Corporate Training Programs

Corporate Training Programs – Mehrabian’s Rule

Mehrabian’s Rule

How many of you have heard of Mehrabian’s Rule? I suspect that many of you have heard of it, but you might not have known what it was called. Mehrabian’s Rule is the theory that there are three elements to face-to-face communication. I like to call these the three Vs of communication: Verbal, Vocal, and Visual. Moreover, those three Vs make up specific percentages of our communication: 7% Verbal, 38% Vocal, and 55% Visual. This is a theory that was put forth by Albert Mehrabian in 1971.

This rule has been taught in Corporate Training Programs all over the United States. As such, many people have a basic understanding of the rule. They know that the most important part of their communication is from the visual cues they give: facial expressions, gestures, and body language. Then, the next most important part of their communication is from their tone of voice: pitch, volume, rate, rhythm, etc. Finally, the least important part of their communication is from the words they actually say.

There is a serious problem with this understanding. Many people (and corporate trainers) misrepresent Mehrabian’s Rule! The reality is that Mehrabian’s Rule applies only to communicating feelings and attitudes–especially if there is a disconnect among any of the three Vs. Think about it. Do you honestly believe that the words you use make up only 7% of how you communicate? If that were true, and kind of non-face-to-face communication would be nearly useless. Imagine if my words in this blog only represent 7% of what I want to say. It would be difficult to communicate in any electronic medium at all.

When considering Mehrabian’s Rule, always remember that it applies to feelings and attitudes that are being conveyed. Let’s look at this from a corporate training perspective. Imagine that you have been asked to teach a course about a new corporate application. You greatly dislike the application, yet you realize it is your job to teach others how to use it. In the classroom, you want to make certain that your three Vs are in harmony. If you’re saying how much the new application will help the participants with their job (verbal), but you are also rolling your eyes (visual) and straining your voice (vocal), your audience will have trouble believing you. Your three Vs are not aligned. In other words, you are unable to convey the right feeling or attitude to your audience because your words do not match your actions or your tone.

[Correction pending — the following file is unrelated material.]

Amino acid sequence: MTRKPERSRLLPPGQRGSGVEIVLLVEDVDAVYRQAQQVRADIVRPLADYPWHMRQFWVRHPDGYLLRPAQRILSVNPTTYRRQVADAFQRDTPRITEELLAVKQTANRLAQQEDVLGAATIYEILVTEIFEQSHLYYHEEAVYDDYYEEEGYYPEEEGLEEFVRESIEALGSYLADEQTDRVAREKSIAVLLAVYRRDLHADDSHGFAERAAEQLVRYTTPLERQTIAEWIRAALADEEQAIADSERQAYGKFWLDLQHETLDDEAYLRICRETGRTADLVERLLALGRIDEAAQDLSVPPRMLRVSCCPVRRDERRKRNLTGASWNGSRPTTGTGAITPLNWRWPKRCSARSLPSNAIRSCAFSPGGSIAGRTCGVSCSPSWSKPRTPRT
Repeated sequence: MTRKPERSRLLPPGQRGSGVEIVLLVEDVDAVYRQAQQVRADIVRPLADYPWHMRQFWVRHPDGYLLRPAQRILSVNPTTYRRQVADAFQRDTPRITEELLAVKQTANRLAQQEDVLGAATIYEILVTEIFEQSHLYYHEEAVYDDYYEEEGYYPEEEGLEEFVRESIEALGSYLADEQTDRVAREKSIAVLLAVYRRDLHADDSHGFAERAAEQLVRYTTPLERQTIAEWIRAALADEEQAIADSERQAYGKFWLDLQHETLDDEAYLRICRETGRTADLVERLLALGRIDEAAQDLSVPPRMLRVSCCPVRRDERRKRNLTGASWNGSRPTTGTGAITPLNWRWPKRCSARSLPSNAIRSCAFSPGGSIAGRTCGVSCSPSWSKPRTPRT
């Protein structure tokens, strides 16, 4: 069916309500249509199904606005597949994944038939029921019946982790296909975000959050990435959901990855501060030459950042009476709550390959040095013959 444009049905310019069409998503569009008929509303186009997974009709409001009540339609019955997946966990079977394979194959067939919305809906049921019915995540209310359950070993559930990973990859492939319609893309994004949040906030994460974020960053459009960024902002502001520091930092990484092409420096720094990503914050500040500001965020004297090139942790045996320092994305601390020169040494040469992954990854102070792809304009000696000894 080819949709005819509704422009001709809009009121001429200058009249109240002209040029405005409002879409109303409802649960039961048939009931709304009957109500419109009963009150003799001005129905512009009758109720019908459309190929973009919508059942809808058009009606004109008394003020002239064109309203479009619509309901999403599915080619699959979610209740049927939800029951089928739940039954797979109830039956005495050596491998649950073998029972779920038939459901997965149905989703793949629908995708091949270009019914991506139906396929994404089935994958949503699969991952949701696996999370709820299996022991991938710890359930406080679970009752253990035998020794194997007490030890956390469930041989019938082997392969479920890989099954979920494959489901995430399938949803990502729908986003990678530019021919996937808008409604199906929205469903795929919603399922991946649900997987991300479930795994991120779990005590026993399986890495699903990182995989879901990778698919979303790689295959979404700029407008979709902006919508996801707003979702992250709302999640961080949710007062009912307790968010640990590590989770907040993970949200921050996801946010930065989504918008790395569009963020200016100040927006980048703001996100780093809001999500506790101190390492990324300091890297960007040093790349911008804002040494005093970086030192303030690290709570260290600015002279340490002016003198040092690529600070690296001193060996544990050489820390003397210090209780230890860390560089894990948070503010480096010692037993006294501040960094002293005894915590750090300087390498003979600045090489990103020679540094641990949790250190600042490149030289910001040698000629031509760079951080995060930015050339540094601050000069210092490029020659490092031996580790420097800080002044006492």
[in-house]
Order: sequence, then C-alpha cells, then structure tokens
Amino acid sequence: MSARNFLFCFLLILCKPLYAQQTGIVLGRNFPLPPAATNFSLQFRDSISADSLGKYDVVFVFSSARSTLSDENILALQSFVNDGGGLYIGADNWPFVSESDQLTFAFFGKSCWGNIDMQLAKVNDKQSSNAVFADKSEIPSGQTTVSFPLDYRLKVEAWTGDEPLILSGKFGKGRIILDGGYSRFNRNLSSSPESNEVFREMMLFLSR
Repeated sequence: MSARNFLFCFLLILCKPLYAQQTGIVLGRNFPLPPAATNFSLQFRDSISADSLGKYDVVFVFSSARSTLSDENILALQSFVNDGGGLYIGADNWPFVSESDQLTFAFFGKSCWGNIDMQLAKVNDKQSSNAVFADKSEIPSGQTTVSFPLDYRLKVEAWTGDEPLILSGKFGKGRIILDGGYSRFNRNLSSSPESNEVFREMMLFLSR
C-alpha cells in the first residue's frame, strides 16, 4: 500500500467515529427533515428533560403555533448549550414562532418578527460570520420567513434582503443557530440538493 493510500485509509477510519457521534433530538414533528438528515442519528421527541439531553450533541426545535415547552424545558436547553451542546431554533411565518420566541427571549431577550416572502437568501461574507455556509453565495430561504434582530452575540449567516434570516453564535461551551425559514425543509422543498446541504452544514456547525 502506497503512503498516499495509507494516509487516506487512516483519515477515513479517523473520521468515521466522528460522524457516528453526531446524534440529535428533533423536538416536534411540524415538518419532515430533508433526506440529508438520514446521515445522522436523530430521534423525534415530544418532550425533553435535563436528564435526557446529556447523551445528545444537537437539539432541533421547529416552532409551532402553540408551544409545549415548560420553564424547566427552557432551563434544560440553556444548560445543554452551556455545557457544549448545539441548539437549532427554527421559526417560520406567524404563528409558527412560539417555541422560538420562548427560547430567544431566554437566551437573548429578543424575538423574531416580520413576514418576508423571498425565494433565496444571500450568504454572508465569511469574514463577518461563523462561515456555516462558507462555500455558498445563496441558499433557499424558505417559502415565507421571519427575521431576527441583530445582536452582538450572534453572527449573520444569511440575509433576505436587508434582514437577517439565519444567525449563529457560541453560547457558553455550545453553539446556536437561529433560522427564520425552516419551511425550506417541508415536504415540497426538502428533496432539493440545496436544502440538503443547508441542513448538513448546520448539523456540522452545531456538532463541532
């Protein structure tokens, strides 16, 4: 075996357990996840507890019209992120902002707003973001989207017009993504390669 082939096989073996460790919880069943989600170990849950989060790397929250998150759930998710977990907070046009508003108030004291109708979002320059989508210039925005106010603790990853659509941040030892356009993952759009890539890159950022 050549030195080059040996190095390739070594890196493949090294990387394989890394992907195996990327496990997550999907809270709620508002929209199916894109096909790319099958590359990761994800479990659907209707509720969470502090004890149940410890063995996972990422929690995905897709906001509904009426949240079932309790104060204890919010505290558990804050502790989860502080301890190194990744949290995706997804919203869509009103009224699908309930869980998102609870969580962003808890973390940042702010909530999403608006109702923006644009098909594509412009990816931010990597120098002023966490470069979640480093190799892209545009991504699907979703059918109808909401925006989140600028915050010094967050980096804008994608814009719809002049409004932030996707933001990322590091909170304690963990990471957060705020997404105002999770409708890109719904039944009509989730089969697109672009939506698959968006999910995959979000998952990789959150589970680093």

The following quote from Mehrabian’s Web site ( might be helpful:

“Total Liking = 7% Verbal Liking + 38% Vocal Liking + 55% Facial Liking. Please note that this and other equations regarding relative importance of verbal and nonverbal messages were derived from experiments dealing with communications of feelings and attitudes (i.e., like–dislike). Unless a communicator is talking about their feelings or attitudes, these equations are not applicable. Also see references 286 and 305 in Silent Messages – these are the original sources of my findings.”

In summary, remember that Mehrabian’s Rule is always about feelings and attitudes. To convey the proper feelings and attitudes in any kind of face-to-face communication, you need to ensure that your three Vs (verbal, vocal, and visual) are aligned.

Scott Fabel

Scott Fabel is a senior corporate training consultant with Computer Aid, Inc. He has over 18 years of experience working with various Fortune 1000 companies on Help Desk Implementations, Microsoft Technologies, Business Analysis, and Project Management. This includes both consultative services and customized training programs. He is HDI certified, PMP certified, CBAP certified, and a MCT. Scott has been teaching others business skills, professional skills, and technical skills for more than 13 years. He is a faculty fellow at the University of Delaware and is currently pursuing his doctorate in education for which his dissertation will focus on the benefits of corporate training and mobile learning. He speaks three languages and was recently inducted into the International Martial Arts Hall of Fame. His communication skills, combined with his martial art skills, provide him with a unique combination for keeping his sessions informative, lively, and interactive.

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